A federal judge has rejected Calhoun, Ga., city officials' request to keep inmates in jail for up to two days before their first appearance hearings.
As part of a pending lawsuit over its practice of keeping municipal court inmates who can't afford to pay bond in jail, the city proposed a plan in a court filing last month: A judge would have up to 48 hours to see the inmates. After the hearing, if the judge agreed that the inmates couldn't afford to pay, the inmates could leave.
But on Friday, U.S. District Court Judge Harold Murphy said the plan is unconstitutional.
"It permits individuals who have sufficient resources to post bond [or to have one posted for them] to be released immediately, while individuals who do not have those resources must wait forty-eight hours for a hearing," Murphy wrote in an order granting a preliminary injunction against the city.
A lawsuit against Calhoun has been pending since September 2015, when lawyers with the Southern Center for Human Rights said the city's municipal court practices were dangerous for poor people. The organization represented Maurice Walker, a 54-year-old man with a mental disorder that required medication.
Calhoun police arrested Walker on Sept. 3, 2015, after someone called 911 to report a man who looked drunk on the side of the road. The city relied on preset bonds for misdemeanor arrests, meaning that the amount paid to get out of jail was strictly based on the charges. If someone couldn't pay, he waited until the next municipal court date, which usually occurred on Mondays.
In Walker's case, according to the lawsuit, he couldn't afford the $160 bond. His attorneys argued that the city's set-up was unconstitutional. Meanwhile, municipal court officials in nearby cities monitored the case, to see whether it would affect their own bond rules.
In January 2016, Murphy granted a preliminary injunction in favor of Walker, saying Calhoun's bail policy violated the 14th Amendment because it keeps poor people in jail. The city objected, though, and in March of this year, the U.S. Court of Appeals rejected Murphy's injunction.
Originally, Murphy ordered the city to create a bond policy that would "comply with the Constitution." The higher court judges said Murphy needed to provide more specific instructions.
On Friday, he wrote in his second order that Calhoun Municipal Court and police officers could let inmates sign affidavits if they said they couldn't afford to pay the bond. The affidavits, which could be prosecuted as perjury if found to be untrue, would ask defendants to list their salaries, expenses and whether they earn less annually than the federal poverty line — $24,600 for a family of four.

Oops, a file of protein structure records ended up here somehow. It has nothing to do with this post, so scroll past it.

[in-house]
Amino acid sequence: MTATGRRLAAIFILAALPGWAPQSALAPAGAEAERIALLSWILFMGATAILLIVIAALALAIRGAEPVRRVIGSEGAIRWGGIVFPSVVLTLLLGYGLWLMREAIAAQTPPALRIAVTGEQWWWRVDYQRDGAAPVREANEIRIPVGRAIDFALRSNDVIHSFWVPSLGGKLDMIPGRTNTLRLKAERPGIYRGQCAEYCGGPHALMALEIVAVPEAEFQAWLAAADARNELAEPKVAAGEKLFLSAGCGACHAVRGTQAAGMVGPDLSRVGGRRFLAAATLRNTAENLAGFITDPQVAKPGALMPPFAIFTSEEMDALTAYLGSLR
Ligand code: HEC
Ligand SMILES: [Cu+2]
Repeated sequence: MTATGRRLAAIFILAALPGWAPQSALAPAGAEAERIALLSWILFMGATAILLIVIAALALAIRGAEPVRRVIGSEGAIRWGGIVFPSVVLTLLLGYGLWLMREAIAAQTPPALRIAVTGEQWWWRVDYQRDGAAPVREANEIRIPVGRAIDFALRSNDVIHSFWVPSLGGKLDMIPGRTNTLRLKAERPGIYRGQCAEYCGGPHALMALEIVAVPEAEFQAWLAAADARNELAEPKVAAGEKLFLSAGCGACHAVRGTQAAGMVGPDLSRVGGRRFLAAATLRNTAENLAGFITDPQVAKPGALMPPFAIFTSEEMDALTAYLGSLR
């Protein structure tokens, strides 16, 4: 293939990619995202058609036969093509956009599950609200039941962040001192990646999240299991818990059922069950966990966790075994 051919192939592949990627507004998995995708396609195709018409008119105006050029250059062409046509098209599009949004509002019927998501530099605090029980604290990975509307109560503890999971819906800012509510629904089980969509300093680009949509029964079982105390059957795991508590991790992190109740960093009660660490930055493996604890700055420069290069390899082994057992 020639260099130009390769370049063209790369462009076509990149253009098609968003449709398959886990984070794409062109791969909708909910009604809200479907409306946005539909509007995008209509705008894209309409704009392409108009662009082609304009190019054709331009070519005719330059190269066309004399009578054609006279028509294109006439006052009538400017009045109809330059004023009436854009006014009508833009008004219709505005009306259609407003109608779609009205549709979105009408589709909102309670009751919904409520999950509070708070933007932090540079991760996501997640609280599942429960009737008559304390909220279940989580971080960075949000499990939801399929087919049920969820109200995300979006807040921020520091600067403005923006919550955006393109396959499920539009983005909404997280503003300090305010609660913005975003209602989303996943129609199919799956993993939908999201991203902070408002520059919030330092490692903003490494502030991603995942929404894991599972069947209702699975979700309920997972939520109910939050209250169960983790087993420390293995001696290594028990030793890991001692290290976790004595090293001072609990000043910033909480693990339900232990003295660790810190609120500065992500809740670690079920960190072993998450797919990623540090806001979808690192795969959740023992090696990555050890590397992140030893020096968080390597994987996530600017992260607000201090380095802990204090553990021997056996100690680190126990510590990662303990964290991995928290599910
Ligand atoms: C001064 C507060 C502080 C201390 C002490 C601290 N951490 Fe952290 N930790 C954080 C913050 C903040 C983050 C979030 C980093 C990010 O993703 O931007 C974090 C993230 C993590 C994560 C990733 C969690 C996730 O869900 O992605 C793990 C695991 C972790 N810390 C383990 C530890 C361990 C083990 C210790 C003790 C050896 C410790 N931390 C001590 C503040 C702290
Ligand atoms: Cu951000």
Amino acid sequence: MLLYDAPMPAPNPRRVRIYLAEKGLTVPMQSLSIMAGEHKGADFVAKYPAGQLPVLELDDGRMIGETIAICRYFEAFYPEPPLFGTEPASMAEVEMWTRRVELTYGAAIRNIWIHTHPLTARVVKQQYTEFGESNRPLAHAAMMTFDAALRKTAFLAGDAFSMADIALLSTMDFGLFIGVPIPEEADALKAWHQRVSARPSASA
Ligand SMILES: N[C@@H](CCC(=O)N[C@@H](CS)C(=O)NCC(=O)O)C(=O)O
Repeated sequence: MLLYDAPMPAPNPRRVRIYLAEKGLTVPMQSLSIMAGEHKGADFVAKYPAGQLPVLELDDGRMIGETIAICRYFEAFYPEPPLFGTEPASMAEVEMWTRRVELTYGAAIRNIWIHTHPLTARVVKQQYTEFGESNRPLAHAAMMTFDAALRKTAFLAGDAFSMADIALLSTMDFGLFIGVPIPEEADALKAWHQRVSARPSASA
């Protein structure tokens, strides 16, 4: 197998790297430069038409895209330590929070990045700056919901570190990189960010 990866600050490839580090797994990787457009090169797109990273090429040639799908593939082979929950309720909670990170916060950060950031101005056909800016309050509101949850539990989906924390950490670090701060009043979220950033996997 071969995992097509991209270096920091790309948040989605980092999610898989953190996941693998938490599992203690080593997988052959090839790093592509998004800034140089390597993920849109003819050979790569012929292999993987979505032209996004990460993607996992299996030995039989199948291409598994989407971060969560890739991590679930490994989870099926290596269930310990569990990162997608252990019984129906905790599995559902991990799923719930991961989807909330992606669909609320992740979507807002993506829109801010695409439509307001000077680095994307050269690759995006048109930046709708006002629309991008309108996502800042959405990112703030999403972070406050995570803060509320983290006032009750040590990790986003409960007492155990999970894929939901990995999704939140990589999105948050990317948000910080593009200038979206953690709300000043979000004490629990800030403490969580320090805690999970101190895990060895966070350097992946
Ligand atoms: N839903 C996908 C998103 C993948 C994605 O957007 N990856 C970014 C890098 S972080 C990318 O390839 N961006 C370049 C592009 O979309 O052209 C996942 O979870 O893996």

"This Order sends a clear message to Calhoun and other cities that keep people in jail only because they cannot afford to purchase their release," Sarah Geraghty, one of Walker's attorneys, said in a statement Tuesday.
Since January 2016, court filings show, Calhoun court officials allowed all inmates facing misdemeanors to leave jail without paying any bond. Court Clerk Matthew Silver wrote in an affidavit that this motivated more people to skip their hearings. He said the judge issued 150 percent more bench warrants for failure to appear in the 15 months after January 2016, compared to the 15 months before.
"The police department and the municipal court will face an endless cycle of arrests on bench warrants, incarcerations and re-release for inability to pay," an attorney for the city wrote in a filing.
Though it is an enforceable order that city officials must obey, Murphy's injunction does not end the case. Lawyers on both sides can continue to argue the issue.
Andy Davis, an attorney for the city, said the order will give Calhoun Municipal Court officials more options than the January 2016 order did. In particular, he said, the requirement for indigent inmates to sign an affidavit is helpful for the city.
He said city officials are reviewing Murphy's order before deciding whether to implement any changes.
Contact staff writer Tyler Jett at 423-757-6476 or email@example.com. Follow him on Twitter @LetsJett.